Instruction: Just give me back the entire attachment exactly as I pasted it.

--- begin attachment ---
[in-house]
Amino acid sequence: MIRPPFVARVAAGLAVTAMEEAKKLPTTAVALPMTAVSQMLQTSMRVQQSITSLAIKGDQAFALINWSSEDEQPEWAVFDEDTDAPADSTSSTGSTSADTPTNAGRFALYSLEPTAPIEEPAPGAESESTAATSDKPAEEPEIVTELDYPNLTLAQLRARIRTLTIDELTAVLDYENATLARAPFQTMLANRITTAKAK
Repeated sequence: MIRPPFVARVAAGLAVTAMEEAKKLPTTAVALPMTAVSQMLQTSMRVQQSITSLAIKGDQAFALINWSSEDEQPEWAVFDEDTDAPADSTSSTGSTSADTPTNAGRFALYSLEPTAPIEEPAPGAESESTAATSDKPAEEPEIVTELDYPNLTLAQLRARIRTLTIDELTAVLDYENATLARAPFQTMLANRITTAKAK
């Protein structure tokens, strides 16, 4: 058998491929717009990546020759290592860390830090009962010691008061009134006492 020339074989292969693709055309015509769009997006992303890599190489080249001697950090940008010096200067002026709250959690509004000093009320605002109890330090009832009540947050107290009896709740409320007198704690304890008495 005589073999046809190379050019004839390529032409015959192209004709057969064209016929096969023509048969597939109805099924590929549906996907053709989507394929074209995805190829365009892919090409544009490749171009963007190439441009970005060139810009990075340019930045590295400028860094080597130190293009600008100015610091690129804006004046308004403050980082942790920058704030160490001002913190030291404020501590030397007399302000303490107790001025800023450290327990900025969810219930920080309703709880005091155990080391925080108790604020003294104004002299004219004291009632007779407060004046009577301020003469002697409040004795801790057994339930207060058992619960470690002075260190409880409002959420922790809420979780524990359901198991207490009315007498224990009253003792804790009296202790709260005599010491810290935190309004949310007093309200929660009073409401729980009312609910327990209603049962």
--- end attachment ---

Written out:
[in-house]
Amino acid sequence: MIRPPFVARVAAGLAVTAMEEAKKLPTTAVALPMTAVSQMLQTSMRVQQSITSLAIKGDQAFALINWSSEDEQPEWAVFDEDTDAPADSTSSTGSTSADTPTNAGRFALYSLEPTAPIEEPAPGAESESTAATSDKPAEEPEIVTELDYPNLTLAQLRARIRTLTIDELTAVLDYENATLARAPFQTMLANRITTAKAK
Repeated sequence: MIRPPFVARVAAGLAVTAMEEAKKLPTTAVALPMTAVSQMLQTSMRVQQSITSLAIKGDQAFALINWSSEDEQPEWAVFDEDTDAPADSTSSTGSTSADTPTNAGRFALYSLEPTAPIEEPAPGAESESTAATSDKPAEEPEIVTELDYPNLTLAQLRARIRTLTIDELTAVLDYENATLARAPFQTMLANRITTAKAK
């Protein structure tokens, strides 16, 4: 058998491929717009990546020759290592860390830090009962010691008061009134006492 020339074989292969693709055309015509769009997006992303890599190489080249001697950090940008010096200067002026709250959690509004000093009320605002109890330090009832009540947050107290009896709740409320007198704690304890008495 005589073999046809190379050019004839390529032409015959192209004709057969064209016929096969023509048969597939109805099924590929549906996907053709989507394929074209995805190829365009892919090409544009490749171009963007190439441009970005060139810009990075340019930045590295400028860094080597130190293009600008100015610091690129804006004046308004403050980082942790920058704030160490001002913190030291404020501590030397007399302000303490107790001025800023450290327990900025969810219930920080309703709880005091155990080391925080108790604020003294104004002299004219004291009632007779407060004046009577301020003469002697409040004795801790057994339930207060058992619960470690002075260190409880409002959420922790809420979780524990359901198991207490009315007498224990009253003792804790009296202790709260005599010491810290935190309004949310007093309200929660009073409401729980009312609910327990209603049962």